New York: Foreign investors seem to be increasingly wary about investing in India as the Reserve Bank of India battles to stem the rupee's plunge and stop capital outflows that are pushing India toward its biggest crisis in more than two decades.
On Wednesday, RBI Governor Duvvuri Subbarao tightened rules on overseas investments to prop up the rupee. He cut the amount Indian companies can invest overseas without seeking approval to 100 percent of their net worth, from 400 percent. The move is expected to scuttle plans the Aditya Birla Group, Apollo Tyres and Cipla had to invest abroad. Indians can only remit $75,000 a year versus the previous $200,000 limit.
"It's fire-fighting to save the rupee, but where does it leave my investments if the Indian government suddenly introduces new controls in the future that restrict me from repatriating my profits," said Boston-based medical equipment manufacturer Harvey Kirpatrick.
"It really gives me pause. It's worrying because the move reverses the relatively long-term trend of easing capital controls."
For the first time since mid-2007, the advanced economies of Japan, the US and Europe are contributing more to growth in the $74 trillion global economy than the BRIC economies of China, India, Brazil, and Russia, according to Bridgewater Associates, which manages $120 billion in global investments.
"With the US economy on the rebound and flat growth in emerging markets, Western firms expect better returns back home," Amrish Shah, who advises clients on mergers and acquisitions at Ernst & Young, told The Wall Street Journal.
India's economic mismanagement and lack of growth have driven Western firms to sell their Indian investments. The falling rupee, which has remained weak despite a raft of measures by the RBI, has further eroded the profitability of many investments foreign firms have in India, expediting the departures.
"Investors fear that the rupee will continue to weaken, pulling unprofitable investments further into the red and leading to higher mark-to-market losses," noted the Journal.
India's gaping current account deficit has put a grinding pressure on the rupee which hit a record low of 61.80 against the dollar last week. It has fallen 31 percent in the past five years and 12 percent in the last six months against the dollar.
US insurer Berkshire Hathaway has decided to close its business selling online insurance in India two years after it was launched. Aviva PLC and New York Life Insurance Co. are also among insurers that are selling or have sold their India franchises. Royal Bank of Scotland also said on Friday that it would sell some of its Indian assets to a local bank.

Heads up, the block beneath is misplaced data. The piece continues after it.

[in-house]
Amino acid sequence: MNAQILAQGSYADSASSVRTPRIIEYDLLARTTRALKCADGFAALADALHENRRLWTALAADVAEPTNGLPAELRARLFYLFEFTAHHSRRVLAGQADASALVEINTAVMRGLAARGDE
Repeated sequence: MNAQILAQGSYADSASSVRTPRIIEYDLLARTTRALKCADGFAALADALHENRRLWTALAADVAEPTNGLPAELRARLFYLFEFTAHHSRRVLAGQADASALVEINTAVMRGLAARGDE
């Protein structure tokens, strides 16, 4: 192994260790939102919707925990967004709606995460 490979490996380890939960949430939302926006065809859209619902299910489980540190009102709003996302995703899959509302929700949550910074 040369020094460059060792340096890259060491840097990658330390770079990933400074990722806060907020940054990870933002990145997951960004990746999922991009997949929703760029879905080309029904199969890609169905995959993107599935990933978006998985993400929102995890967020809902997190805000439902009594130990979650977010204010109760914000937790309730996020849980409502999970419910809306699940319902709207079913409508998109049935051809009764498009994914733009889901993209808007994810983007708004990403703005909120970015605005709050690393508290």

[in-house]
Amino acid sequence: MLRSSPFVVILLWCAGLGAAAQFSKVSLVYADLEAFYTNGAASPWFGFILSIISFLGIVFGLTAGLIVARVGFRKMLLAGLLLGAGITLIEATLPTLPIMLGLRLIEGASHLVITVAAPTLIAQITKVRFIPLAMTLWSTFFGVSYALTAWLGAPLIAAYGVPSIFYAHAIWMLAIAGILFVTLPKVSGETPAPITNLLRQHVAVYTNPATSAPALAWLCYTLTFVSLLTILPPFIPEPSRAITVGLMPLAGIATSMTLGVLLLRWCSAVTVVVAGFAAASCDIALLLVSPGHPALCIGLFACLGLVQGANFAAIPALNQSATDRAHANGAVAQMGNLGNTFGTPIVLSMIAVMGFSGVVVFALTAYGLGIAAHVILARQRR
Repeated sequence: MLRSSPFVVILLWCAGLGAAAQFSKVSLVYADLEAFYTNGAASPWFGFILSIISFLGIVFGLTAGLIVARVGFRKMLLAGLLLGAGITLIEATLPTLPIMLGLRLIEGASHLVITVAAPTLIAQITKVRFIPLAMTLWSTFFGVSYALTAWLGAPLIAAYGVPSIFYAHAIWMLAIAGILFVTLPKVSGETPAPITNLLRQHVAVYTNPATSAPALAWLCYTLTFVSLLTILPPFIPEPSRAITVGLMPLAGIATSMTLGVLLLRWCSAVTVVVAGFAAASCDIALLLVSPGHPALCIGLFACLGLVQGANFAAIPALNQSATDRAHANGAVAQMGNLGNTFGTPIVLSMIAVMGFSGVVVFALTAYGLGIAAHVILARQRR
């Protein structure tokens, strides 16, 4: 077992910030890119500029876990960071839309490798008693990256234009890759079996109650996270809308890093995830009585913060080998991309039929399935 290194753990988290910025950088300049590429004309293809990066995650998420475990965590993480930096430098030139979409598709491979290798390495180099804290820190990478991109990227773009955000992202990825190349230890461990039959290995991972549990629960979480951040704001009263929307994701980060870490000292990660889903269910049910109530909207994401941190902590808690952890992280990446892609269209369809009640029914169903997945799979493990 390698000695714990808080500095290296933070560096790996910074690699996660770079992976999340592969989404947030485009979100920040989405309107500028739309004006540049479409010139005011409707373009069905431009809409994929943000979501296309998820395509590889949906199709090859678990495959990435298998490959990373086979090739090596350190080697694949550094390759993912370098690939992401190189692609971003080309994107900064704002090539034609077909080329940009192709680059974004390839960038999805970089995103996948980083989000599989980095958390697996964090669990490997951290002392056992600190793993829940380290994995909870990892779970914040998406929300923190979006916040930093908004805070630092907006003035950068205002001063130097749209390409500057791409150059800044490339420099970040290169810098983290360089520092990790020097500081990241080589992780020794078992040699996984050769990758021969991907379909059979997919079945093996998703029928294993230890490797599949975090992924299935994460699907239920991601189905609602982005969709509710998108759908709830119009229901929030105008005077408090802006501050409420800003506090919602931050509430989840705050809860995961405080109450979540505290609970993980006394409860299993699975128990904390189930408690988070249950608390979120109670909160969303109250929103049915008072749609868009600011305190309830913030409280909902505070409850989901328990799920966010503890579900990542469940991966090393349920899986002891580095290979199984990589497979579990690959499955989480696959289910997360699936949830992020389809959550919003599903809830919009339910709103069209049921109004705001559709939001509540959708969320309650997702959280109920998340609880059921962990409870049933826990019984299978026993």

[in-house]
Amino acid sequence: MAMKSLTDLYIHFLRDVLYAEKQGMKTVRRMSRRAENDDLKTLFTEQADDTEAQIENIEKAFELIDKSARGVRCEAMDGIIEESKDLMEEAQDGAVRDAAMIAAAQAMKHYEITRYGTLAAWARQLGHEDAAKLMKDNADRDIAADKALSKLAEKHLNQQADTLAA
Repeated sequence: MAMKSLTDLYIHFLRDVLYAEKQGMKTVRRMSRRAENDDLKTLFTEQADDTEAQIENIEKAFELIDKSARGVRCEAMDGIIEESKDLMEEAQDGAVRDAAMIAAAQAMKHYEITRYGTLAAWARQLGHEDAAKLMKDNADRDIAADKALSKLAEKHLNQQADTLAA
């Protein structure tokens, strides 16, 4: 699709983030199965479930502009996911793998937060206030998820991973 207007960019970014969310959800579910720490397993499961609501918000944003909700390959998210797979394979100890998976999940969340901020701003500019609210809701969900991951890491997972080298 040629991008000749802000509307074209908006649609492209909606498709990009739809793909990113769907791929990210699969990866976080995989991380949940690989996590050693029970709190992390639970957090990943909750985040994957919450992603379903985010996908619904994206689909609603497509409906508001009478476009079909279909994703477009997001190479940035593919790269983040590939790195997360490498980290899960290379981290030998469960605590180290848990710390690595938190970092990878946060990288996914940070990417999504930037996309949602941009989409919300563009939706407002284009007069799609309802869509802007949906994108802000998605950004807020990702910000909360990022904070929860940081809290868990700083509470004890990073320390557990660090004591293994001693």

In July, foreign investors like US retail giant Wal-Mart, and steel companies Posco and Arcelor Mittal all pulled back on Indian investment plans. ArcelorMittal dropped its plans to build a steel plant, worth $8.4 billion, in Odisha, over extended delays and problems in acquiring land. ArcelorMittal's decision is one of the biggest foreign investor exits from India and the company was upfront about why it decided to leave.
"ArcelorMittal has not been able to acquire the requisite land for the steel plant, nor has it been able to ensure captive iron ore security, which is a necessary requirement for the project. Therefore, taking into account the current economic climate, ArcelorMittal has concluded it will no longer be pursuing its plans for a steel plant in Keonjhar," said the company.
Unfortunately, the Indian government has failed to create a simple and clear policy foundation that would have sorted issues like mines allotment and land acquisition.
Uncertainty leading up to India's elections, set for next year are also adding to concerns.
"There is just the huge confusion on what next. Any investor into India will be wise to wait because there will be volatility in policy that is short term in design," said Krishna K Gupta, chairman of Massachusetts-headquartered global strategic advisory firm Romulus Advisory.
Foreign investors have soured on India at a time when Finance Minister P Chidambaram had been hoping to revive the economy's mojo by attracting some $20 billion in new investment to fund the persistent current account deficit without depleting India's $300 billion in foreign exchange reserves.
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Updated Date: Dec 20, 2014 21:42:36 IST